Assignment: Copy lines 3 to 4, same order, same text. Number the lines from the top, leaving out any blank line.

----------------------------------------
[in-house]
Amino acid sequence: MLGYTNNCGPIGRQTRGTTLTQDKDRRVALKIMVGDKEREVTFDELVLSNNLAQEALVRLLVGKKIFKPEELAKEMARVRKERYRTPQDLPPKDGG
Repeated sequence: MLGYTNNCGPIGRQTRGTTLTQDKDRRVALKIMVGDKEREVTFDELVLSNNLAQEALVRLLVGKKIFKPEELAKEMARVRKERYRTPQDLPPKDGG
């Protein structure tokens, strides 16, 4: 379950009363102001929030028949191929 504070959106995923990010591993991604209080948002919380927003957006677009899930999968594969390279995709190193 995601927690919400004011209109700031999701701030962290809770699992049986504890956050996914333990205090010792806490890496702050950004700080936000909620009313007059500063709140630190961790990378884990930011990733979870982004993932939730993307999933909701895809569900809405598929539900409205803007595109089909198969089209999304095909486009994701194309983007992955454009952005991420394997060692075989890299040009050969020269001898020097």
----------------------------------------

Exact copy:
Repeated sequence: MLGYTNNCGPIGRQTRGTTLTQDKDRRVALKIMVGDKEREVTFDELVLSNNLAQEALVRLLVGKKIFKPEELAKEMARVRKERYRTPQDLPPKDGG
């Protein structure tokens, strides 16, 4: 379950009363102001929030028949191929 504070959106995923990010591993991604209080948002919380927003957006677009899930999968594969390279995709190193 995601927690919400004011209109700031999701701030962290809770699992049986504890956050996914333990205090010792806490890496702050950004700080936000909620009313007059500063709140630190961790990378884990930011990733979870982004993932939730993307999933909701895809569900809405598929539900409205803007595109089909198969089209999304095909486009994701194309983007992955454009952005991420394997060692075989890299040009050969020269001898020097």